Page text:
Penn Arts & Sciences Logo

Gregory Goulding

Associate Professor, Graduate Chair

Williams Hall 807
By Appointment

Research Interests

I am a scholar primarily of the literatures of northern India. While my current work looks at Hindi in the twentieth century, I am interested in the long term in thinking of Hindi as part of the larger literary ecosystem of north India, including its interactions with other modern literary cultures, as well as the various ways in which it is in conversation with pre-modern literatures. I work primarily with sources in Hindi, Marathi, and Urdu, with the goal of working with Sanskrit and Bangla in the future.

My current book project, titled Cold War Genres: Local and International in Hindi Literary Culture, 1940–1980, investigates the interplay between post-independence Hindi literature and Nehruvian India's internationalism during the early Cold War and non-aligned movement era. The project explores questions of genre and form across various literary cultures, in the context of debates over realism and modernism in the 1950s and 1960s. It takes as its central example the work of Gajanan Madhav Muktibodh (1917–1964), a left-oriented writer known primarily for his long, fantastic poems. Cold War Genres will be published by SUNY University Press in Fall 2024.

Following Cold War Genres, my next book project is tentatively titled "Central Borderlands: Literature, Landscape and Identity in a Multilingual Zone." This project will look at modern central India—which today includes the states of Madhya Pradesh, Chattisgarh, and Maharashtra, as well as parts of Telangana and Jharkhand—as a unified region, defined as a borderlands region through successive Maratha and British empires and processes of settler colonialism and peripheralization. The result, the project contends, is a modern multilingual area, defined in no small part by the imagination of this space as distinct, including a unique relationship to the forest, and feelings of indigeneity, belonging, and outsider-ness. This project will take up literatures in Hindi, Marathi, Urdu, and English, and will also engage with recent Adivasi literature, especially in the context of ideas of global indigeneity and contestations of peripheralization.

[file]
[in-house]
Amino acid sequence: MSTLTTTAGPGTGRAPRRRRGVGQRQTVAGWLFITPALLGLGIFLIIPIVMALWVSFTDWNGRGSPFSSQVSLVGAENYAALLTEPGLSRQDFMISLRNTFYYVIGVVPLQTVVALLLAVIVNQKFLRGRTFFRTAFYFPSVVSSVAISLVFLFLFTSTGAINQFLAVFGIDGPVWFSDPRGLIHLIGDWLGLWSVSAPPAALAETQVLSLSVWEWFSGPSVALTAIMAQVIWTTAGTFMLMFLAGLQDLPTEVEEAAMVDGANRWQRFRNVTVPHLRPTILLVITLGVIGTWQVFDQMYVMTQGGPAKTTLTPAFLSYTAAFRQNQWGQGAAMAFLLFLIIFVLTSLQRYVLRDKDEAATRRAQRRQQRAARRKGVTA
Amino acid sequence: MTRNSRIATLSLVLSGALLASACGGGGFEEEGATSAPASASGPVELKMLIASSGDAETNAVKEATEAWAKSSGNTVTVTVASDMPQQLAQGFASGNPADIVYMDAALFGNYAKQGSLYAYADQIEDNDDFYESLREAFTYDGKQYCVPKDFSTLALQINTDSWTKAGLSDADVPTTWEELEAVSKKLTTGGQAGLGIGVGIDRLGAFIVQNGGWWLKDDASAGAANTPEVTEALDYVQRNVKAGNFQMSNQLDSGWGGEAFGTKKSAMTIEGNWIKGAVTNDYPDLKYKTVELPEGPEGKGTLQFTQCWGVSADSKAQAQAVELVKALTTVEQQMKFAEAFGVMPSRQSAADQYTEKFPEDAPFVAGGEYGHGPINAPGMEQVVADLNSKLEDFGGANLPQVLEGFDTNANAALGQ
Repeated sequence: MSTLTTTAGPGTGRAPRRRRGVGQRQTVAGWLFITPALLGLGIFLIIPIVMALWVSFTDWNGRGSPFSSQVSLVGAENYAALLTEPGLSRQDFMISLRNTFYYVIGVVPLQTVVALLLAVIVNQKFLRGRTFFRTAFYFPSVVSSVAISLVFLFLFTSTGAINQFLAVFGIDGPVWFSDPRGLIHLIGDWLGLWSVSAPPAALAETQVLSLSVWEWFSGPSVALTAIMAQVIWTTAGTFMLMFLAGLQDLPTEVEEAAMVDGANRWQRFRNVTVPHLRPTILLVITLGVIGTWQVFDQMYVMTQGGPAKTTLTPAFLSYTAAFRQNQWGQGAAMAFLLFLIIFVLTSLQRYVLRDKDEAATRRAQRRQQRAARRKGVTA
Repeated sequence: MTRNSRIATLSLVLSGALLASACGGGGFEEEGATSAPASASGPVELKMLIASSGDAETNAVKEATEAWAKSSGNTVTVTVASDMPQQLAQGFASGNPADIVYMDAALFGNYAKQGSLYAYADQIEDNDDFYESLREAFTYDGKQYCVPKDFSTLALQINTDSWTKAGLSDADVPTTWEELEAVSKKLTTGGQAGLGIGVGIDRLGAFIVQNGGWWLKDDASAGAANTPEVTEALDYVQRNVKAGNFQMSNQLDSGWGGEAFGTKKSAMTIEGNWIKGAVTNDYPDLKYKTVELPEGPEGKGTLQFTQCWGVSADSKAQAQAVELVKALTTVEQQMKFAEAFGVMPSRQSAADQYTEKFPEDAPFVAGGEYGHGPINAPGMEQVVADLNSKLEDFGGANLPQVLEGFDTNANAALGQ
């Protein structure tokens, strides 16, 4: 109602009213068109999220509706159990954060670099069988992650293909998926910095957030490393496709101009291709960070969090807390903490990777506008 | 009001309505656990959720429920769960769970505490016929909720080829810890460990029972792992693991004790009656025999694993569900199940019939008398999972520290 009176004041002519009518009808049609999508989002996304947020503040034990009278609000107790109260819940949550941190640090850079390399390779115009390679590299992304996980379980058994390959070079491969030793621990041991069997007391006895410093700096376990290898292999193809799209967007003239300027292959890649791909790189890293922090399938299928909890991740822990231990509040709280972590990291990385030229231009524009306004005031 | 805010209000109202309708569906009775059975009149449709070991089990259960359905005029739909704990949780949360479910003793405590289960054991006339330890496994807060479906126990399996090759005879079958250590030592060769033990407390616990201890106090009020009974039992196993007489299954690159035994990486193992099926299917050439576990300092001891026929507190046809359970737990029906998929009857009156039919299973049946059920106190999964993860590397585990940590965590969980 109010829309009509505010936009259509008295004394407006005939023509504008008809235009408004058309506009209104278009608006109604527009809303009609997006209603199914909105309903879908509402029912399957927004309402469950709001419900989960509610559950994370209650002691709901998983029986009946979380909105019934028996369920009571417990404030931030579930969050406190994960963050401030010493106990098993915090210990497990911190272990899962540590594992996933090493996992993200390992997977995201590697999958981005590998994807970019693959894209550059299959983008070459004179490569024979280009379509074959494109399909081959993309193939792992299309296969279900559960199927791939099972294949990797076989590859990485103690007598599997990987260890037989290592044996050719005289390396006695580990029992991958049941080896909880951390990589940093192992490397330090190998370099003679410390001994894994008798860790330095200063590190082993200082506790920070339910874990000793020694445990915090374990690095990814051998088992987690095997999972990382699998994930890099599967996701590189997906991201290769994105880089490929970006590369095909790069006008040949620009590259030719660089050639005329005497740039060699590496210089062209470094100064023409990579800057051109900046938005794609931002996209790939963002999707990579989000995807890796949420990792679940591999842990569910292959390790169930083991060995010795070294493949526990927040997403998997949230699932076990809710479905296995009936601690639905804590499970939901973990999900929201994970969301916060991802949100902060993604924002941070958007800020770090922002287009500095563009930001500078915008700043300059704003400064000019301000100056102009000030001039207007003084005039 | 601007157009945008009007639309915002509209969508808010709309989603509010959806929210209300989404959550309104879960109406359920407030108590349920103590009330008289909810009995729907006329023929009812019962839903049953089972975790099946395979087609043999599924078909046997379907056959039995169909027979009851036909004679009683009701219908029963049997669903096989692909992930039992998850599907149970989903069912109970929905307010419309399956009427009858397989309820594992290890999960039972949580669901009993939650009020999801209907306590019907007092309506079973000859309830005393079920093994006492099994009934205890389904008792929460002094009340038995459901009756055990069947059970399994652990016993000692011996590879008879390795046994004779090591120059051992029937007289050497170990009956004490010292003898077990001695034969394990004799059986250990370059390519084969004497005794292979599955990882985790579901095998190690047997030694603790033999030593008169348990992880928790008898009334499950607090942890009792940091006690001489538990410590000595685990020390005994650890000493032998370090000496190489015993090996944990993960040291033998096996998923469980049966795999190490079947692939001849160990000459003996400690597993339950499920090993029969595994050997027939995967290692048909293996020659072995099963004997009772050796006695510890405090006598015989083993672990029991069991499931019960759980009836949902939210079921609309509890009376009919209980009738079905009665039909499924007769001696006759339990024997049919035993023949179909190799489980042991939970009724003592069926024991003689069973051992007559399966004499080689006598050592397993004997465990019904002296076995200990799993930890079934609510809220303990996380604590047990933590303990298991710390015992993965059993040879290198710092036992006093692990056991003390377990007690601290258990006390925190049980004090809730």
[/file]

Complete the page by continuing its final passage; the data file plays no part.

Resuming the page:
My other research interests, developed in articles under development and future projects, include the history of meter and free verse in South Asian literatures; science fiction and fantastic literatures—and their tense relations with discourses of realism; intersections between Hindi and Urdu, especially following independence; and developing new methodologies of thinking about South Asian literary cultures in comparative frameworks.

To meet with me, please use the following links: Grad Chair; Grad Academic; Undergrad OH


Selected Publications

“Bāṇa, Vyomkesh Shastri, Stella Kramrisch: Authority and authorship in Hazariprasad Dvivedi’s Bāṇabhaṭṭa kī ‘ātmakathā’.” Journal of the Royal Asiatic SocietyJanuary 2024.

“Urban Space across Genre: the Cities of Gajanan Madhav Muktibodh,” in The Oxford Handbook of Indian Literature, October 2023.

“The Tale of a Tyre: Travel, Infrastructure, and History in S.H. Vatsyayan’s Are Yayavar Rahega Yad?”. Modern Asian Studies, September 2023. 

"'My Unwritten Novel': The Long Poems of Gajanan Madhav Muktibodh between Genre and Form". Comparative Literature, September 2021.

Courses Taught

SAST 0007 Introduction to Modern South Asian Literatures

SAST 6626 South Asian Modernisms: Literature, History, Theory

SAST 0004 India's Literature: Love, War, Wisdom and Humor

SAST 1120 Community, Freedom, Violence: Writing the South Asian City

SAST 225 South Asian Sci-Fi 



220 Creating New Worlds: The Modern Indian Novel